Now that Canada has been approved for membership in the Trans-Pacific Partnership, effective in October, pork producers in the U.S., New Zealand and Australia would like to see the TPP lean on that country to end its program of agricultural subsidies.
Canada supports its pork, dairy and poultry industries with federal funds.
The subsidies distort the international hog markets to such an extent, the National Pork Producers Council says in a release, that “If the United States had a subsidy program similar to Quebec’s … we would double pork production in 10 years to the severe detriment of our Canadian counterparts.”
Canada’s approval for membership in the TPP is a unique opportunity to address the issue, the pork producers say, because “TPP goes beyond a traditional trade agreement and deals with behind-the-border impediments to trade and investment.”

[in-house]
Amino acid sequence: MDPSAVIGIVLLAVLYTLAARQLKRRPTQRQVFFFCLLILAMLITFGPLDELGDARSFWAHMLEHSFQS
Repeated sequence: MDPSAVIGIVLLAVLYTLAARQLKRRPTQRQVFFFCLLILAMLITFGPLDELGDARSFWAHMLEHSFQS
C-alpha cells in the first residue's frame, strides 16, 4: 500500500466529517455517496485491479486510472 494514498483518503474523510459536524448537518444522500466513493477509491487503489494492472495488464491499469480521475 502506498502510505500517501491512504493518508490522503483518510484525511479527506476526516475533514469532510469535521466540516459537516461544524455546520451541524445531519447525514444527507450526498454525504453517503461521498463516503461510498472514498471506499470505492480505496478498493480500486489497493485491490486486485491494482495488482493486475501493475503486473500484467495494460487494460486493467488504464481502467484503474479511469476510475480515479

With the addition of Canada and Mexico, also approved for membership in October, TPP members will comprise nearly 30 percent of global GDP.
“Australian, New Zealand and U.S. pork producers have pointed out that the Canadian government’s actions are counterproductive to the overarching philosophy of the TPP’s goals and ambitions, and their respective pork organizations are forming a united voice to strongly request national trade representatives involved in the TPP negotiations to address the serious and damaging action by the Canadian government,” the release said.
Source: Argentine Beef Packers S.A.
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